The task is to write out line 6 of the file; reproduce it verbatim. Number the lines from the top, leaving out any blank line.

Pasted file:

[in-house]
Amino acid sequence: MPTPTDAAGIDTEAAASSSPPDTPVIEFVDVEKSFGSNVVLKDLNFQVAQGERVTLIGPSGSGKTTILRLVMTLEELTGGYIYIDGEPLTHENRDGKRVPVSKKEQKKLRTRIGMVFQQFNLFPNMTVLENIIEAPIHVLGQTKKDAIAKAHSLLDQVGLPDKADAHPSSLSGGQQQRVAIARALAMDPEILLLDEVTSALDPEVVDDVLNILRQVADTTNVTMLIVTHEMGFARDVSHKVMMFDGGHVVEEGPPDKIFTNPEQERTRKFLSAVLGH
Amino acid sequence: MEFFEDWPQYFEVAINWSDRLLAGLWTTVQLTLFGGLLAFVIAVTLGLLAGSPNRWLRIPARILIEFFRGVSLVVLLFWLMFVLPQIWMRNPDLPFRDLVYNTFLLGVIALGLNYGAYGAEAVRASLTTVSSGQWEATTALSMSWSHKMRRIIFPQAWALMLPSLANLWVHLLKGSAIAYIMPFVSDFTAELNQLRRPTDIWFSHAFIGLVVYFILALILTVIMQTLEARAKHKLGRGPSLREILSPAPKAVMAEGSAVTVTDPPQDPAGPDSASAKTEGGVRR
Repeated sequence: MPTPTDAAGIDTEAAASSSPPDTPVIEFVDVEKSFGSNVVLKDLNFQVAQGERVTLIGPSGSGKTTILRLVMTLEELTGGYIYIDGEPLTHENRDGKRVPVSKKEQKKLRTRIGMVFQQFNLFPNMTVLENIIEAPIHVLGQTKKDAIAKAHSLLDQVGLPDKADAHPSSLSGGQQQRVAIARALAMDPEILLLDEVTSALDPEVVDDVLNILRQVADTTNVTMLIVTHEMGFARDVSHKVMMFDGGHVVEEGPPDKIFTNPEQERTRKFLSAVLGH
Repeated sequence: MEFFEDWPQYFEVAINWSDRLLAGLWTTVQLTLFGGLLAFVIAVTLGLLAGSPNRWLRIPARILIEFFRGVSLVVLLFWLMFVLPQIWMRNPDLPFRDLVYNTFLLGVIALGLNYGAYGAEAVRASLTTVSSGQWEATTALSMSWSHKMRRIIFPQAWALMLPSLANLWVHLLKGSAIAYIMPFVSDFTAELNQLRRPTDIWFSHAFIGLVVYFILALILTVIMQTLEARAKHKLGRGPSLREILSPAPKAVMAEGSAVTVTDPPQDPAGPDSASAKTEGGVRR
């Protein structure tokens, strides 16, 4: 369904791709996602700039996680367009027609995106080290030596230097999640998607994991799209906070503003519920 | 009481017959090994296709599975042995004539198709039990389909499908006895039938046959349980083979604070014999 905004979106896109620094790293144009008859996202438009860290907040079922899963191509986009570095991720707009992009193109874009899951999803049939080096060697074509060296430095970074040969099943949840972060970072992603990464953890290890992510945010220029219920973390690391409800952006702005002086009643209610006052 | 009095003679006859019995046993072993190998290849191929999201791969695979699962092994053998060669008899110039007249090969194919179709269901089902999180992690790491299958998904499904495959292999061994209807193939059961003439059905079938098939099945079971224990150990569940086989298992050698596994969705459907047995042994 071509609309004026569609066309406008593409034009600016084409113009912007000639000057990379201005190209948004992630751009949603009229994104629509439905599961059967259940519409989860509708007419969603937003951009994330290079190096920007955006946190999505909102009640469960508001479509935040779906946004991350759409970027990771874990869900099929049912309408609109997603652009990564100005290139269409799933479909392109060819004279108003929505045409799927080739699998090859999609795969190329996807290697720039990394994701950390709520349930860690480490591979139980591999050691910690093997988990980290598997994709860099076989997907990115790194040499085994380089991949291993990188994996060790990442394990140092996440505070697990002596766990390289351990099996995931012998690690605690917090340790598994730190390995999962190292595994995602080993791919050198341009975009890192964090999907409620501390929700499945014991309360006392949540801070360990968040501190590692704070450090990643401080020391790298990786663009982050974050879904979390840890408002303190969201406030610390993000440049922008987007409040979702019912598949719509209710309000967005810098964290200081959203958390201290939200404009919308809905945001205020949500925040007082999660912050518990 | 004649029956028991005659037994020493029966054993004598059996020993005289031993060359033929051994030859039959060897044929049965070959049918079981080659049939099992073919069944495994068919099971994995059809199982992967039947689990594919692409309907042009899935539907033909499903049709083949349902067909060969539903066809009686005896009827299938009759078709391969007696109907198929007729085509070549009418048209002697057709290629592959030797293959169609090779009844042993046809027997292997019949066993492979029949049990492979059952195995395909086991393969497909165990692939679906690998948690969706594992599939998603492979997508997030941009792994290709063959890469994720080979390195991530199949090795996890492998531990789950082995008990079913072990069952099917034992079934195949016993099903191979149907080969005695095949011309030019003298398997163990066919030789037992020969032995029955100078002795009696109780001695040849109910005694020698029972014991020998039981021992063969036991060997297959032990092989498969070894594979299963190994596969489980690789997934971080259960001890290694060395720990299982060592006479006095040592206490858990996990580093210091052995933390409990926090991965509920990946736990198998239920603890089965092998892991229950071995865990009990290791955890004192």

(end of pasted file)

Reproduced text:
């Protein structure tokens, strides 16, 4: 369904791709996602700039996680367009027609995106080290030596230097999640998607994991799209906070503003519920 | 009481017959090994296709599975042995004539198709039990389909499908006895039938046959349980083979604070014999 905004979106896109620094790293144009008859996202438009860290907040079922899963191509986009570095991720707009992009193109874009899951999803049939080096060697074509060296430095970074040969099943949840972060970072992603990464953890290890992510945010220029219920973390690391409800952006702005002086009643209610006052 | 009095003679006859019995046993072993190998290849191929999201791969695979699962092994053998060669008899110039007249090969194919179709269901089902999180992690790491299958998904499904495959292999061994209807193939059961003439059905079938098939099945079971224990150990569940086989298992050698596994969705459907047995042994 071509609309004026569609066309406008593409034009600016084409113009912007000639000057990379201005190209948004992630751009949603009229994104629509439905599961059967259940519409989860509708007419969603937003951009994330290079190096920007955006946190999505909102009640469960508001479509935040779906946004991350759409970027990771874990869900099929049912309408609109997603652009990564100005290139269409799933479909392109060819004279108003929505045409799927080739699998090859999609795969190329996807290697720039990394994701950390709520349930860690480490591979139980591999050691910690093997988990980290598997994709860099076989997907990115790194040499085994380089991949291993990188994996060790990442394990140092996440505070697990002596766990390289351990099996995931012998690690605690917090340790598994730190390995999962190292595994995602080993791919050198341009975009890192964090999907409620501390929700499945014991309360006392949540801070360990968040501190590692704070450090990643401080020391790298990786663009982050974050879904979390840890408002303190969201406030610390993000440049922008987007409040979702019912598949719509209710309000967005810098964290200081959203958390201290939200404009919308809905945001205020949500925040007082999660912050518990 | 004649029956028991005659037994020493029966054993004598059996020993005289031993060359033929051994030859039959060897044929049965070959049918079981080659049939099992073919069944495994068919099971994995059809199982992967039947689990594919692409309907042009899935539907033909499903049709083949349902067909060969539903066809009686005896009827299938009759078709391969007696109907198929007729085509070549009418048209002697057709290629592959030797293959169609090779009844042993046809027997292997019949066993492979029949049990492979059952195995395909086991393969497909165990692939679906690998948690969706594992599939998603492979997508997030941009792994290709063959890469994720080979390195991530199949090795996890492998531990789950082995008990079913072990069952099917034992079934195949016993099903191979149907080969005695095949011309030019003298398997163990066919030789037992020969032995029955100078002795009696109780001695040849109910005694020698029972014991020998039981021992063969036991060997297959032990092989498969070894594979299963190994596969489980690789997934971080259960001890290694060395720990299982060592006479006095040592206490858990996990580093210091052995933390409990926090991965509920990946736990198998239920603890089965092998892991229950071995865990009990290791955890004192």